There are few movies more quintessentially 80’s than “Gremlins” (1984). To this day, I still think it was a strange movie because of its successful juxtaposition of elements.
On the one hand, it was a family film with a sense of wonder and the kind of wholesome sentiments about the American family that you would associate with Steven Spielberg. (I was surprised to discover that though he was executive producer here, “Gremlins” was written by Chris Columbus and directed by Joe Dante.) It takes place in a small town on Christmas, and follows a Spielberg-esque, young, good-natured, male protagonist.
On the other hand, the violence and black humor were pretty unexpected for a mainstream blockbuster feature film. (If you’ve seen the movie, you can vividly remember the titular monsters being dispatched by the blender and the microwave, for example — and the murder of an elderly disabled woman is maybe the film’s biggest sight gag.) Even the monsters themselves (which were skillfully rendered in this era of pre-CGI practical effects) were a little too scary for younger kids. It was this movie, along with 1984’s “Indianan Jones and the Temple of Doom,” that led to the MPAA to establish its “PG-13” rating — for films that didn’t quite merit a hard “R,” but were still more intense than a mere “PG rating.”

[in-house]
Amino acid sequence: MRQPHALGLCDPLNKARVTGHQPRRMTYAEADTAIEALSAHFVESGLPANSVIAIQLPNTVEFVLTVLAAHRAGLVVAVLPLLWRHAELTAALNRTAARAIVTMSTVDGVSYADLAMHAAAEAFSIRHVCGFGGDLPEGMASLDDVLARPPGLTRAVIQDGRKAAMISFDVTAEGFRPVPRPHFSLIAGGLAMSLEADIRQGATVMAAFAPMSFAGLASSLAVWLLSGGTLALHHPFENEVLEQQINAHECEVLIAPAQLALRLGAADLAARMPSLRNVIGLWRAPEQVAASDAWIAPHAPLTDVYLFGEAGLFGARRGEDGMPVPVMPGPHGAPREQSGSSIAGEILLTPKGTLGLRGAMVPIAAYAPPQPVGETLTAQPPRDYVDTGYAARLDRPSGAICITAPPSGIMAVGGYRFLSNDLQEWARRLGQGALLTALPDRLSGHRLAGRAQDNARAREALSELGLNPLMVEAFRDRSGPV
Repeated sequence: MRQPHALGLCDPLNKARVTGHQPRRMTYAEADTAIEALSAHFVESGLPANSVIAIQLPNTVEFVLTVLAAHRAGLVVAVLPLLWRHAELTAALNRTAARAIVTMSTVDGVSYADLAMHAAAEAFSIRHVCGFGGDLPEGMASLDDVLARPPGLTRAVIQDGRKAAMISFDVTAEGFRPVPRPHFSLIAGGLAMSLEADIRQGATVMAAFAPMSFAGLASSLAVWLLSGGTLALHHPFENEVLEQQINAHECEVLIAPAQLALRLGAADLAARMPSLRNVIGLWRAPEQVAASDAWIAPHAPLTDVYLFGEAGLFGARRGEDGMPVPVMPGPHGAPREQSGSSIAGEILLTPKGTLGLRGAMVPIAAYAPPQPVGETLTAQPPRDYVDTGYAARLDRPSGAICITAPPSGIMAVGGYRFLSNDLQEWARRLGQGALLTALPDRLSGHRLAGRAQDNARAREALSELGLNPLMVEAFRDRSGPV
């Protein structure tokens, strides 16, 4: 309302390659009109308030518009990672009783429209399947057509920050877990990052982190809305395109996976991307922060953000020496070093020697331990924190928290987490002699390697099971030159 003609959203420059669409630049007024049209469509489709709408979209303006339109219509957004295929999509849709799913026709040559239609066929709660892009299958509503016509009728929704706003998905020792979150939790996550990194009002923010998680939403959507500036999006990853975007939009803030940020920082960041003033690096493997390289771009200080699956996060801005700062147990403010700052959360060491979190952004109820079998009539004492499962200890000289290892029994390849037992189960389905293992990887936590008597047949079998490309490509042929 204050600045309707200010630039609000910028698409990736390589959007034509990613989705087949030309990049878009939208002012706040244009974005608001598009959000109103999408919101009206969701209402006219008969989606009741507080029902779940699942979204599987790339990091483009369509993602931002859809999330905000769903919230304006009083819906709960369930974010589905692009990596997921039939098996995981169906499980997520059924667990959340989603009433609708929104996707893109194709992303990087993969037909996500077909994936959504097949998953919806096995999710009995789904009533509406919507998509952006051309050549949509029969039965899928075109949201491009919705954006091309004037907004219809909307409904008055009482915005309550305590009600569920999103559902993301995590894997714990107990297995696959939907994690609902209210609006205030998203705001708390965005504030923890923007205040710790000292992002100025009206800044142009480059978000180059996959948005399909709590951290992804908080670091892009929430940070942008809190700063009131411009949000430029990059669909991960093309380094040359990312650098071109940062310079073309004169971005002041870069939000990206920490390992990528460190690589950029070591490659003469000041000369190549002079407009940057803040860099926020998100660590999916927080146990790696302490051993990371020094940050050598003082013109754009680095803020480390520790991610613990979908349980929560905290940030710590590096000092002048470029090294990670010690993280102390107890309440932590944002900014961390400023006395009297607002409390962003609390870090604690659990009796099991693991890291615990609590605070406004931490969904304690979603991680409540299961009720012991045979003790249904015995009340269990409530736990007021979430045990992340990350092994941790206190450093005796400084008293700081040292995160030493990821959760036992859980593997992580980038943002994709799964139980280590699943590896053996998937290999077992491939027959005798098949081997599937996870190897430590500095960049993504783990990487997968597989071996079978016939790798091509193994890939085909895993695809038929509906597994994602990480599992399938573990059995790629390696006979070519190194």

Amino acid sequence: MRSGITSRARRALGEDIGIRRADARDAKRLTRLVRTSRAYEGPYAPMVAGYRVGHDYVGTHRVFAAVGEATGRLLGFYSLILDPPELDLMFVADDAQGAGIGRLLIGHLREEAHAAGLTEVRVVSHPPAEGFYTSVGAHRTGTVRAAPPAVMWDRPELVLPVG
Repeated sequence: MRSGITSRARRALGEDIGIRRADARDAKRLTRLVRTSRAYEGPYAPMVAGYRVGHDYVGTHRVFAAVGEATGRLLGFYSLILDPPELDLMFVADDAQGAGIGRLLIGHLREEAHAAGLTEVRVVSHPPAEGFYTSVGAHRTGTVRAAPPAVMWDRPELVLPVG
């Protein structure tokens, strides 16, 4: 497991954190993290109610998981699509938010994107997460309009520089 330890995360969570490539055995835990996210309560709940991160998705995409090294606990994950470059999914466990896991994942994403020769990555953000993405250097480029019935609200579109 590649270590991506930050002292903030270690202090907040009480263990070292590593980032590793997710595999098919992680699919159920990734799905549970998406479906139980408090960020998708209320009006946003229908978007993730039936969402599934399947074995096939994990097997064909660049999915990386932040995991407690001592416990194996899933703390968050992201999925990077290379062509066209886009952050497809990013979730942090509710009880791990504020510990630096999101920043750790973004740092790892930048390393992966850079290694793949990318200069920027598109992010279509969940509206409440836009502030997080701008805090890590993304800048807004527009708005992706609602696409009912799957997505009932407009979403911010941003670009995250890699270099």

What’s remarkable to me, though, is that these disparate elements were woven together more or less seamlessly. “Gremlins” isn’t “Casablanca” (1942), but it’s a fairly decent goofball movie that kinda works.
A little trivia — the department store where the heroic Gizmo finally dispatches the villainous Stripe is a Montgomery Ward, which modern audiences would not recognize. The chain went out of business in 2001. (The eponymous online retailer has no relationship to the old brick-and-mortar stores.) I last remember being at a “Ward’s” at Spotsylvania Mall in Virginia in the 1990’s.